New research from the UK suggests that physical inactivity in children is the result of obesity and not the other way around, challenging the popular view that getting overweight children to exercise more is the key to preventing the childhood obesity; the researchers maintain the path to childhood obesity is set very early in life, long before children go to school and is linked to early feeding habits.
These are some of the findings of the EarlyBird Diabetes Study, which is based at the Peninsula Medical School in Plymouth and has been following a cohort of city school children for 11 years.
While we all know that overweight children tend to do less exercise, this does not necessarily mean, as many of us might assume, that it is inactivity that leads to obesity, it could be the other way around, and Wilkin and colleagues set out to find some evidence for this and ask the "chicken and egg" question: What came first? Does lack of physical activity precede the changes that lead to fatness in children, or does increasing fatness in children precede changes in physical activity?
By examining the data they had collected over 11 years on over 200 children recruited from 40 Plymouth primary schools, they concluded unequivocally that physical activity had no effect on weight change, but weight change led to less physical activity.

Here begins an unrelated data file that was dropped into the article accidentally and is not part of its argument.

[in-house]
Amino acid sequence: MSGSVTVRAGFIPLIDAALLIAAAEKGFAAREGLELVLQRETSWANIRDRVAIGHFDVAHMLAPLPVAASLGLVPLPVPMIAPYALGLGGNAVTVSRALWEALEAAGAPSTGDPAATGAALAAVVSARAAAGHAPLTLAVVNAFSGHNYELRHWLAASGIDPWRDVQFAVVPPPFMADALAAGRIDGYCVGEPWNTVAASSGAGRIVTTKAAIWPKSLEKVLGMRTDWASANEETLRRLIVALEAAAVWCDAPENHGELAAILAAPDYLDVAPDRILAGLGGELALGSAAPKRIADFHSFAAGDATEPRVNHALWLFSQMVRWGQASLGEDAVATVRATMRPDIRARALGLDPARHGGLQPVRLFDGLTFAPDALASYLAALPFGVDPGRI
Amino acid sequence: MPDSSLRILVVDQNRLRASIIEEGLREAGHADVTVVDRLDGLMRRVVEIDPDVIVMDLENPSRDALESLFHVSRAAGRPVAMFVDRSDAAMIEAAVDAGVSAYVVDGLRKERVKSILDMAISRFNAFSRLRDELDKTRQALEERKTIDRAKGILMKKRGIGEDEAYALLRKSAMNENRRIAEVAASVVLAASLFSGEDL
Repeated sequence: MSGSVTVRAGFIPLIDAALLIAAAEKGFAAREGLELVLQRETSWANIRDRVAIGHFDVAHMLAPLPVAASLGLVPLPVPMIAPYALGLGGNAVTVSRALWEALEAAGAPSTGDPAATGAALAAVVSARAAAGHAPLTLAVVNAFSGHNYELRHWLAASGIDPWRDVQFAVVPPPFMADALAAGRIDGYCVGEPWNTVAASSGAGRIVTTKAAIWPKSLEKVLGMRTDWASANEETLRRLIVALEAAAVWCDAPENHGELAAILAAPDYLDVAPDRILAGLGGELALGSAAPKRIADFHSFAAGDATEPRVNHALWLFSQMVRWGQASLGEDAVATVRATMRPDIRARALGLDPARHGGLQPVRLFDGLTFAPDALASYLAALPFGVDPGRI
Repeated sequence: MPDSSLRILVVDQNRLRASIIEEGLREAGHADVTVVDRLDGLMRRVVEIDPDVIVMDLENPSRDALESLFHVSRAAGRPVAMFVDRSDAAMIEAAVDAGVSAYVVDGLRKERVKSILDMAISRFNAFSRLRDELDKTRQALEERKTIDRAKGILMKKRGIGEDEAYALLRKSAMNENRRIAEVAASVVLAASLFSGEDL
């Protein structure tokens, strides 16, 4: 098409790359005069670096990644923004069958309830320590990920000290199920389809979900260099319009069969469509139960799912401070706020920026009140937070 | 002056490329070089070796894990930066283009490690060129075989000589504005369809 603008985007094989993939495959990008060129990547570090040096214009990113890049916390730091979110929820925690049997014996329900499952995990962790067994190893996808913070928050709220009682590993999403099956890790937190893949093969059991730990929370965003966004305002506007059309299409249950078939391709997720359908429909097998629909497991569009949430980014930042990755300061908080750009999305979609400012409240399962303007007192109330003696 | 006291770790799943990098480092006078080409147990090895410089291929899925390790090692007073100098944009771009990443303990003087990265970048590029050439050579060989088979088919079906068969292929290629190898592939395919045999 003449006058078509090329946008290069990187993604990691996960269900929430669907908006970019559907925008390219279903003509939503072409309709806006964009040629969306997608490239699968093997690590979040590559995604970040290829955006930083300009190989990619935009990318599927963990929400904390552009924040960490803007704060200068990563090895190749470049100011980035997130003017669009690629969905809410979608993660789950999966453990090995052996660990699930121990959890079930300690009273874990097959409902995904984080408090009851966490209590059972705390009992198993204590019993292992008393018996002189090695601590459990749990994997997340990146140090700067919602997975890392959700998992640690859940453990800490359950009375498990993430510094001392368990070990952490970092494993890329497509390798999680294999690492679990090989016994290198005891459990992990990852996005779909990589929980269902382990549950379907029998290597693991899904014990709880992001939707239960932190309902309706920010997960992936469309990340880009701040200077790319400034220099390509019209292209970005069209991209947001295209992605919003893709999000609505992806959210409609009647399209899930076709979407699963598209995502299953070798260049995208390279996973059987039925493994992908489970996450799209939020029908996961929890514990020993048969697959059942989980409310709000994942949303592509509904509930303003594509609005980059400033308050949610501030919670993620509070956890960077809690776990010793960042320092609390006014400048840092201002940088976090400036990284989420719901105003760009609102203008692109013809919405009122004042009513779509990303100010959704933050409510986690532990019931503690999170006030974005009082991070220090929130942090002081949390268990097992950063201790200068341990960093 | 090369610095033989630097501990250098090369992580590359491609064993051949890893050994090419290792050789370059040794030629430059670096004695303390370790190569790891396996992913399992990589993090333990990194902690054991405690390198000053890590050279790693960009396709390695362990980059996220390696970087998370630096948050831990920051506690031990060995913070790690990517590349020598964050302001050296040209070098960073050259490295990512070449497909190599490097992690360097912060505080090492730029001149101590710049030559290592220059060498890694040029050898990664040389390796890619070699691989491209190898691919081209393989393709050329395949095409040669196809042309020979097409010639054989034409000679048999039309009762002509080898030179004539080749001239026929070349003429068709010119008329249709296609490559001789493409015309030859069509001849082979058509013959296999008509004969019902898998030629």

For the study, they examined data on 202 children (25 per cent were overweight or obese, and 53 per cent were boys). The main outcome measures were physical activity and percentage body fat, measured every year.
To measure physical activity, the researchers fitted each child with an Actigraph accelerometer, which they wore for 7 consecutive days once a year. This yielded two measures for analysis: volume and intensity. Thus the researchers could see the total volume of physical activity, and the time the wearer spent doing moderate and vigorous activity.
For the body fat measure the children underwent annual x rays (the method used was dual energy x ray absorptiometry).
When the researchers analysed the results, they found that:
Percentage body fat was predictive of changes in physical activity over the following three years.
Physical activity was not predictive of subsequent changes in percentage body fat over the same follow-up period.
A 10 per cent higher body fat percentage at age 7 predicted a relative decrease in daily moderate and vigorous intensities of physical activity (4 min from 7 to 10 years of age).
But more physical activity at age 7 did not predict a relative decrease in percentage body fat between 7 and 10 years of age.
The researchers suggested that children who become overweight may lack confidence and feel embarassed about how they look and this stops them taking part in sporting activity and exercise.